It’s no secret that a child’s worldview is shaped – in part – by the books they’re exposed to. This is simply part of growing up, and the lessons learned through literary classics, new fiction and nonfiction help children gain an understanding of people, places and ideas. That’s why a recent study from researchers at Brigham Young University raises questions about the portrayal of individuals with disabilities in children’s books.
Special education researchers at BYU recently set out to examine children’s books that received the American Library Association’s annual Newbery Medal, an award for the most distinguished children’s books. The study looked at books from 1975 (chosen because this was the year IDEA was passed) through 2009 that portrayed characters with disabilities. The findings were published in the December issue of Education and Training in Autism and Developmental Disabilities.
The researchers found that, despite the millions of children with disabilities in public schools, characters with disabilities are misrepresented, and frequently they, or their disability, are removed from storylines through such means as death or miraculous cures. According to the findings:
The representation of characters with disabilities in Newbery books is not proportionate to the current school population of students with disabilities.
In some of these books, authors eliminated characters with disabilities through death, being sent away or discovery of miraculous cures.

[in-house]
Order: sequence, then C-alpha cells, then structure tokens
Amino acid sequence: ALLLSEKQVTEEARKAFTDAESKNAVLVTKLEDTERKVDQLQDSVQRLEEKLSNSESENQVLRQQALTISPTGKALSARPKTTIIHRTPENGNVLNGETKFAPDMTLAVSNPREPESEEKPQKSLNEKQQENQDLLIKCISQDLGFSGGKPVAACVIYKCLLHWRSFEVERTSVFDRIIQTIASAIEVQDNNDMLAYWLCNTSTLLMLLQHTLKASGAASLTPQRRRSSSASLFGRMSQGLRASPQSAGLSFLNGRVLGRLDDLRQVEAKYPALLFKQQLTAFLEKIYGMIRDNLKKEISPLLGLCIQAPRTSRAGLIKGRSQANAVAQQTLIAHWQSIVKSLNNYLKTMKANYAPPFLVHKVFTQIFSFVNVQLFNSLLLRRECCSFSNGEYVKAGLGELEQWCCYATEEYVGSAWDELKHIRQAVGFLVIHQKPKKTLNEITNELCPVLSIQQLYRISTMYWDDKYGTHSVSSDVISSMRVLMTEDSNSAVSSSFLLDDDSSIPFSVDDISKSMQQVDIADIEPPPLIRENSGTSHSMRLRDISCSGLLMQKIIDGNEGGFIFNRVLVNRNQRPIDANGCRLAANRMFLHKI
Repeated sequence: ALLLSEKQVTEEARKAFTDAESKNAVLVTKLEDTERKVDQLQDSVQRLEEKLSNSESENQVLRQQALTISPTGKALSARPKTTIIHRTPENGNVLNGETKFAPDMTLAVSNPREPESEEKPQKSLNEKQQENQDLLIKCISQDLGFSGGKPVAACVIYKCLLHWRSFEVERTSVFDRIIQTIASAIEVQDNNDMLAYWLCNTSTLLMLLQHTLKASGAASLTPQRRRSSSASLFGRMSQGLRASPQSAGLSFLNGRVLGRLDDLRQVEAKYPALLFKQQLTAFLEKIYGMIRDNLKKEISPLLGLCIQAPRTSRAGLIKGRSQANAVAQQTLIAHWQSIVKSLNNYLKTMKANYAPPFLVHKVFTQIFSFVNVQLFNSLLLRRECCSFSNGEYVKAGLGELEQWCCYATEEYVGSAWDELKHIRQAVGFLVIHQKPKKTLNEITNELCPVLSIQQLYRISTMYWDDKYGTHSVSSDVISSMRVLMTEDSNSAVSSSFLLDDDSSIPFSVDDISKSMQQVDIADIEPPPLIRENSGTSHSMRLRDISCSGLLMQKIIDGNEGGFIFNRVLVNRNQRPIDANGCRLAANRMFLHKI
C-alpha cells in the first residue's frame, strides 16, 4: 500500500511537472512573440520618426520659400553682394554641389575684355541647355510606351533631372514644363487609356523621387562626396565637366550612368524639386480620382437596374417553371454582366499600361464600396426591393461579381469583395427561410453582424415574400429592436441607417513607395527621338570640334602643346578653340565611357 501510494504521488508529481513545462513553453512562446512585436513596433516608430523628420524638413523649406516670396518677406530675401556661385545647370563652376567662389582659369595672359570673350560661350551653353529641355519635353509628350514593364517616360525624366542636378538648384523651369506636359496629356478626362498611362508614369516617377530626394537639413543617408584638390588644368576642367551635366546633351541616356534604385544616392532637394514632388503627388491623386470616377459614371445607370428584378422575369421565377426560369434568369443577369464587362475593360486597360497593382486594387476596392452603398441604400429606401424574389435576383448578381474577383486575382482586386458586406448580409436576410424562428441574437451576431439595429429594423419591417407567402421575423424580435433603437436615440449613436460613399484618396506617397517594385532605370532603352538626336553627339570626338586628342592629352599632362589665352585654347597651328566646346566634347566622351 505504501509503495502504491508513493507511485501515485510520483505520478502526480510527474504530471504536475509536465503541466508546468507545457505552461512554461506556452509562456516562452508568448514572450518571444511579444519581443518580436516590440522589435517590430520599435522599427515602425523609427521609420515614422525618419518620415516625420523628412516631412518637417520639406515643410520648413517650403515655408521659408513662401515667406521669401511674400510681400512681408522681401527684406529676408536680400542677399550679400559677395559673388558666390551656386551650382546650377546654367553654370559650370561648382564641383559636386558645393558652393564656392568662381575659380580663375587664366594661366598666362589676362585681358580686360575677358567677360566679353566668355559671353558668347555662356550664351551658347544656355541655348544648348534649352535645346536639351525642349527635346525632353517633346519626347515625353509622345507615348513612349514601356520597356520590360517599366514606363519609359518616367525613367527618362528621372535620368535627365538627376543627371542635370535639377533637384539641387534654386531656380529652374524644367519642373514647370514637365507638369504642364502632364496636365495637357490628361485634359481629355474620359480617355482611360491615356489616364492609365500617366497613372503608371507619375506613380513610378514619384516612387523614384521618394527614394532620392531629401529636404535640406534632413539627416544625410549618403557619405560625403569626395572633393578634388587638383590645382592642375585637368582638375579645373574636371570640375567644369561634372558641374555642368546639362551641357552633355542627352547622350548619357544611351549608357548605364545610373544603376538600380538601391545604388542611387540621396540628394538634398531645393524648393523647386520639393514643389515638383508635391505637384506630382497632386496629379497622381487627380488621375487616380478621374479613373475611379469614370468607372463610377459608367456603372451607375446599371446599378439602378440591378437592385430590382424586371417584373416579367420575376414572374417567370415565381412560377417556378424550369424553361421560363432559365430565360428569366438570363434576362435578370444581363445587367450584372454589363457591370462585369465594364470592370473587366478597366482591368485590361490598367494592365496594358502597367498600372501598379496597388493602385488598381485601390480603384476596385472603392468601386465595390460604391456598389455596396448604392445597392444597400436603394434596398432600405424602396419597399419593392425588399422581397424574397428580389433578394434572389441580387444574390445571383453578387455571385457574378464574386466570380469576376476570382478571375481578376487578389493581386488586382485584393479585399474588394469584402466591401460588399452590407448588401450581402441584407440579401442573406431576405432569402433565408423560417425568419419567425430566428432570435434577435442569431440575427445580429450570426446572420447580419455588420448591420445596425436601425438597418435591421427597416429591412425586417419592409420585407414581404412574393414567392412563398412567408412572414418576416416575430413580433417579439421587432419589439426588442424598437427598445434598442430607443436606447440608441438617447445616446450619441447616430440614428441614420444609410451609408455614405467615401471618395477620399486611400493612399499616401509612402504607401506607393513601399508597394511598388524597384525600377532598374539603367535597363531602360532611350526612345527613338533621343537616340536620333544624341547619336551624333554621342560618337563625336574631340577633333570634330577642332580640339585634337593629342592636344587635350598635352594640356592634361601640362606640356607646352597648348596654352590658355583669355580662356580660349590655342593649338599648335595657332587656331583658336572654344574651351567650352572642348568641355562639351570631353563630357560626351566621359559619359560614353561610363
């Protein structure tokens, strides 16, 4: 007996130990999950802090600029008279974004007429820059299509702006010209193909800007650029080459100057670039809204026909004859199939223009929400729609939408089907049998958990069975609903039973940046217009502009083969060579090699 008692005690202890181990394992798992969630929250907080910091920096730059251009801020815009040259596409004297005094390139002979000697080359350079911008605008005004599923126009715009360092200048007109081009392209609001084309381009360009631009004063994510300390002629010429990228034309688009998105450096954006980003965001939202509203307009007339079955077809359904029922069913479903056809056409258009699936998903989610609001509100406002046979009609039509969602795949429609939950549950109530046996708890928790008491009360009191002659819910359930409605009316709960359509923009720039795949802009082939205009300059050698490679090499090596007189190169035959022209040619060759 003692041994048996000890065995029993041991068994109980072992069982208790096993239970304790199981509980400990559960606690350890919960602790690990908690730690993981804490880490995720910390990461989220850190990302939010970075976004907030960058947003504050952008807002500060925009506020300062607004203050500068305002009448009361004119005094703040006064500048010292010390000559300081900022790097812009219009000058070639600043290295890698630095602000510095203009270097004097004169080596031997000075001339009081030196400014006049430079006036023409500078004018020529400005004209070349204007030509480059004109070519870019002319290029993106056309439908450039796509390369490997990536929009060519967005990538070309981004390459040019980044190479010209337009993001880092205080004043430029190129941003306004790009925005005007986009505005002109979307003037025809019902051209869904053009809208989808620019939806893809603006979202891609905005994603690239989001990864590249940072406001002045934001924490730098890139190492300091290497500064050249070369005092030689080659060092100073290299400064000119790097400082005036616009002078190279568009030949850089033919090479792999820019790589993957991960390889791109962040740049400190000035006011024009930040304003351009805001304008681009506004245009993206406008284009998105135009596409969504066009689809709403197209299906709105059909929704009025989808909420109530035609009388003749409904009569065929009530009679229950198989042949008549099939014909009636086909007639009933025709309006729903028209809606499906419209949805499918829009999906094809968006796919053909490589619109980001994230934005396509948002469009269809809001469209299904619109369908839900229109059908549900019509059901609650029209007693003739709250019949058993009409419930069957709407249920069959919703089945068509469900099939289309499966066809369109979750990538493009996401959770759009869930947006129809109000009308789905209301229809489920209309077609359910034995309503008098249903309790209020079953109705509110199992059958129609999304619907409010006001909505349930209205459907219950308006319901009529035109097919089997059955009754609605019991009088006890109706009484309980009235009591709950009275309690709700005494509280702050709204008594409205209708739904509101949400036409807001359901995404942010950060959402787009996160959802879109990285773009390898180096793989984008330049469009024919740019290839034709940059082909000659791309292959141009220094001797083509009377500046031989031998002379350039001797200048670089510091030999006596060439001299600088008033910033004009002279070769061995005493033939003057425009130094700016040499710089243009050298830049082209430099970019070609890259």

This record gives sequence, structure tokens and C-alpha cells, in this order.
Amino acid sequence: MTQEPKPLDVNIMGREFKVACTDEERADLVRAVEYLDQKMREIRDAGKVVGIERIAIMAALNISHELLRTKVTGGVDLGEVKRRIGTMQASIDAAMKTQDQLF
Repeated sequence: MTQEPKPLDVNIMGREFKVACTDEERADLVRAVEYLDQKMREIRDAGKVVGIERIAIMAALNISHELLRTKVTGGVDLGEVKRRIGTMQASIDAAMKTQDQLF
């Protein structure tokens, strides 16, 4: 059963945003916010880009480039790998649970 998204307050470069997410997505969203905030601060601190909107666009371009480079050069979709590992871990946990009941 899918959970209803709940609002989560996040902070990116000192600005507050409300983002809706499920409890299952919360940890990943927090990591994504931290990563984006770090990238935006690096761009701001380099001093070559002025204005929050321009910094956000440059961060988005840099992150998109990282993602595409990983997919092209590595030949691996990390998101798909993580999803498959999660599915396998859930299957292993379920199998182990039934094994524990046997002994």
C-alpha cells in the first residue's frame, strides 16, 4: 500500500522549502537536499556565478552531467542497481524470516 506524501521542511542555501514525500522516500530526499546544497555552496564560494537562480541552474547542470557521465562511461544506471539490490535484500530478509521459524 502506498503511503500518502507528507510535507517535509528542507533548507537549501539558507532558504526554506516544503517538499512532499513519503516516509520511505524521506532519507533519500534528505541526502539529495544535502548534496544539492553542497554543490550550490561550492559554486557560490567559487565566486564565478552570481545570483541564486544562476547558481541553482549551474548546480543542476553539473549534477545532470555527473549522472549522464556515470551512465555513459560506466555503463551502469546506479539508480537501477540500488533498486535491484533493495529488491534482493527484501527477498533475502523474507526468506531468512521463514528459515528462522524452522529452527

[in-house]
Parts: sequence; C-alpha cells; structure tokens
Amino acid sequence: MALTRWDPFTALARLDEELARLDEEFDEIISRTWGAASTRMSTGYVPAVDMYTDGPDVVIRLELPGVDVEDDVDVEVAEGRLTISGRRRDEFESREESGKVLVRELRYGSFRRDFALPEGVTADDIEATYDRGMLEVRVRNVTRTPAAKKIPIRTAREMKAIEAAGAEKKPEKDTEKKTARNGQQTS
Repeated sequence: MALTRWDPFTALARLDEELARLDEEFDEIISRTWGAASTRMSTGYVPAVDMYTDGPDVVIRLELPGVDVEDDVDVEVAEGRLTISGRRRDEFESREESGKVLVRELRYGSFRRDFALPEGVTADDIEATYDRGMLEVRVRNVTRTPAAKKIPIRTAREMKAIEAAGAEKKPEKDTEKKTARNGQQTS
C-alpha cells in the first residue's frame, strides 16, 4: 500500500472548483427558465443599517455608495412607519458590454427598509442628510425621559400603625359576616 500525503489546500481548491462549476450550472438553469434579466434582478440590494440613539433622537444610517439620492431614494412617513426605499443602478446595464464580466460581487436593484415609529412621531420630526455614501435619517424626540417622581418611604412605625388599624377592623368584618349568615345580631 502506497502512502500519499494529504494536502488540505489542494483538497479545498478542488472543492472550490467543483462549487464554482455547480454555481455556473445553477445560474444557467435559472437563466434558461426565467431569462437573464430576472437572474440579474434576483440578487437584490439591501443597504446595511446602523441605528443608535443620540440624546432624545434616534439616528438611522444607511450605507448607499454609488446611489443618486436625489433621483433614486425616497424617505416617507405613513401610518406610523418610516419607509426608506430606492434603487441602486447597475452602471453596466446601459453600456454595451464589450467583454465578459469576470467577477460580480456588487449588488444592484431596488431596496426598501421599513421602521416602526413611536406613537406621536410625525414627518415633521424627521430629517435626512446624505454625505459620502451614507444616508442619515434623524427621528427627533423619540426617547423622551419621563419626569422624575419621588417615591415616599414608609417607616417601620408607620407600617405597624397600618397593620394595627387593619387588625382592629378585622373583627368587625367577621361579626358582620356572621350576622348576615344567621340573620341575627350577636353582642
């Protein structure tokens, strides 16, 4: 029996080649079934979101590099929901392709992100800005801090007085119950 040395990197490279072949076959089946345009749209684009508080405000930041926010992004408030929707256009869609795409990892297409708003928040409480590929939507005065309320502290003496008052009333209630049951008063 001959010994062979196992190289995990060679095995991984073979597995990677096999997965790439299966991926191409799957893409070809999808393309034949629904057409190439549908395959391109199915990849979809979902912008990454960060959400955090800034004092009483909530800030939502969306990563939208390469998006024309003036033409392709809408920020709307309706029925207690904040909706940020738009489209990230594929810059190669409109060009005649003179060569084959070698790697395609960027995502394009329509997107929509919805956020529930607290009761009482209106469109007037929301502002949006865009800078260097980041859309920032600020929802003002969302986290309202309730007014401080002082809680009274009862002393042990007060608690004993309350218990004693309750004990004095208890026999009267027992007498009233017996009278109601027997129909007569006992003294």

White school-aged characters with disabilities were overrepresented, black and Hispanic characters with disabilities were underrepresented, and Asian/Pacific Islander and American Indian/Alaskan Native characters were not present at all.
These findings touch a nerve for many who have advocated for years for realistic portrayals of people with disabilities in all forms of media. What the study shows is that during a critical age in which ideas are formed and perceptions about others are made, children are largely receiving an inaccurate depiction of people with disabilities. This can have an impact on the way children view their peers, as well as how children with disabilities relate to characters.
In an announcement on the study from BYU, co-author and special education professor Tina Dyches says:
“We are hoping that this will be a call to authors. We’ve got so many wonderful authors in the world, and we would love to see more inclusive characterizations in high-quality books, where kids with disabilities are being recognized for who they are and not just for the limitations of their disabilities.”
The researchers evaluated Newbery Award and Honor books because they are found in nearly every U.S. public school library.